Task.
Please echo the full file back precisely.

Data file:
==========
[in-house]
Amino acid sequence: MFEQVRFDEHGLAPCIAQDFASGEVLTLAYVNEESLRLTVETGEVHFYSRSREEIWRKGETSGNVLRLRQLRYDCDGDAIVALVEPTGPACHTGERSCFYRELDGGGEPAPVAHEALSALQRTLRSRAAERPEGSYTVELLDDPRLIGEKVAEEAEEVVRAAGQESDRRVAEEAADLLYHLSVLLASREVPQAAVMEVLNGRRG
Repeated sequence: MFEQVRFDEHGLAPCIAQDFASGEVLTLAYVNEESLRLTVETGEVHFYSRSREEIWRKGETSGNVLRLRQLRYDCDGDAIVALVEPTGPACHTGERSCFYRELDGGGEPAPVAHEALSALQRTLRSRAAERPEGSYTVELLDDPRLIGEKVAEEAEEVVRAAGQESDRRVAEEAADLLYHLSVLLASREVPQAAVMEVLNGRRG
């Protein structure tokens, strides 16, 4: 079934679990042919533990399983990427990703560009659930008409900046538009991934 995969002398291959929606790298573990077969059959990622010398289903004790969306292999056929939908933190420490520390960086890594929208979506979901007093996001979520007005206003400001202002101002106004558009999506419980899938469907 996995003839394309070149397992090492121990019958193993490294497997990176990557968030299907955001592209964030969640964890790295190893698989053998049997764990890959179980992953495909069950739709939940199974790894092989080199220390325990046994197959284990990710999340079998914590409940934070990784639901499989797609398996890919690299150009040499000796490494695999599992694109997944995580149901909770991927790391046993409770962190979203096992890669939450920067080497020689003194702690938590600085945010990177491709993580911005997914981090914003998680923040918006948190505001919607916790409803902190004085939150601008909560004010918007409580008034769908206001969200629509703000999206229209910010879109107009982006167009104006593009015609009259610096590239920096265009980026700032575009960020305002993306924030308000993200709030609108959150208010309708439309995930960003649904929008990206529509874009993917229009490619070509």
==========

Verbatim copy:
[in-house]
Amino acid sequence: MFEQVRFDEHGLAPCIAQDFASGEVLTLAYVNEESLRLTVETGEVHFYSRSREEIWRKGETSGNVLRLRQLRYDCDGDAIVALVEPTGPACHTGERSCFYRELDGGGEPAPVAHEALSALQRTLRSRAAERPEGSYTVELLDDPRLIGEKVAEEAEEVVRAAGQESDRRVAEEAADLLYHLSVLLASREVPQAAVMEVLNGRRG
Repeated sequence: MFEQVRFDEHGLAPCIAQDFASGEVLTLAYVNEESLRLTVETGEVHFYSRSREEIWRKGETSGNVLRLRQLRYDCDGDAIVALVEPTGPACHTGERSCFYRELDGGGEPAPVAHEALSALQRTLRSRAAERPEGSYTVELLDDPRLIGEKVAEEAEEVVRAAGQESDRRVAEEAADLLYHLSVLLASREVPQAAVMEVLNGRRG
């Protein structure tokens, strides 16, 4: 079934679990042919533990399983990427990703560009659930008409900046538009991934 995969002398291959929606790298573990077969059959990622010398289903004790969306292999056929939908933190420490520390960086890594929208979506979901007093996001979520007005206003400001202002101002106004558009999506419980899938469907 996995003839394309070149397992090492121990019958193993490294497997990176990557968030299907955001592209964030969640964890790295190893698989053998049997764990890959179980992953495909069950739709939940199974790894092989080199220390325990046994197959284990990710999340079998914590409940934070990784639901499989797609398996890919690299150009040499000796490494695999599992694109997944995580149901909770991927790391046993409770962190979203096992890669939450920067080497020689003194702690938590600085945010990177491709993580911005997914981090914003998680923040918006948190505001919607916790409803902190004085939150601008909560004010918007409580008034769908206001969200629509703000999206229209910010879109107009982006167009104006593009015609009259610096590239920096265009980026700032575009960020305002993306924030308000993200709030609108959150208010309708439309995930960003649904929008990206529509874009993917229009490619070509």